Q&As

Where spouses separate and one spouse remains in the former family home, but is unable to take over the mortgage so that the other spouse must remain on both the mortgage and the title to the property, will the non-occupying spouse have to pay the higher rate of stamp duty land tax if they purchase a new property to be their main dwelling?

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Produced in partnership with Chris Bryden of 4 King’s Bench Walk
Published on LexisPSL on 23/03/2021

The following Family Q&A produced in partnership with Chris Bryden of 4 King’s Bench Walk provides comprehensive and up to date legal information covering:

  • Where spouses separate and one spouse remains in the former family home, but is unable to take over the mortgage so that the other spouse must remain on both the mortgage and the title to the property, will the non-occupying spouse have to pay the higher rate of stamp duty land tax if they purchase a new property to be their main dwelling?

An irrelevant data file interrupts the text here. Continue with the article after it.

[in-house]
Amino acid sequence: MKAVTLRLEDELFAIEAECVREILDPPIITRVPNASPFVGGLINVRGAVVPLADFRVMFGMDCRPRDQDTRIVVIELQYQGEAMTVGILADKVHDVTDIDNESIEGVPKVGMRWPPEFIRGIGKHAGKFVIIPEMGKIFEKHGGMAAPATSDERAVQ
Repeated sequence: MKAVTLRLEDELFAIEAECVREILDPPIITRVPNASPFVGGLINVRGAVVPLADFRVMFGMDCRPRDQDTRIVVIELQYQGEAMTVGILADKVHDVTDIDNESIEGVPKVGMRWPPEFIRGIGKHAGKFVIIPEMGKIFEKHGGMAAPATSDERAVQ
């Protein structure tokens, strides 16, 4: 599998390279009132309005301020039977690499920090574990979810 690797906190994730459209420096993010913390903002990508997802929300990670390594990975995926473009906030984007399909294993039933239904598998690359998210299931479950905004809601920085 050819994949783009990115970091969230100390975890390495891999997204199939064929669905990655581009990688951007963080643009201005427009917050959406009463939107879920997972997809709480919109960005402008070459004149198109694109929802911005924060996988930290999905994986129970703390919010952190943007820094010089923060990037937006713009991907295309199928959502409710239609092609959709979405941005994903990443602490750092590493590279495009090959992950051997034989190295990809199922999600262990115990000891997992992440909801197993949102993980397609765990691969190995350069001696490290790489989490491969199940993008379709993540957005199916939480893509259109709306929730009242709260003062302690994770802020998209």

Where married parties separate and the court divides up the matrimonial assets by the application of its powers under the Matrimonial Causes Act 1973 (MCA 1973), there may be insufficient assets to enable both parties to rehouse. Although the court will start from the position that the matrimonial assets should be divided equally between the parties (see Miller v Miller; McFarlane v McFarlane), the court may depart from that position and such departure will often be required to meet the needs of one party who may be in a weaker financial position or, more usually, who is the primary carer of the children. The welfare of minor children of the family is the first consideration of the court.

In such circumstances, it may be necessary to preserve the former matrim

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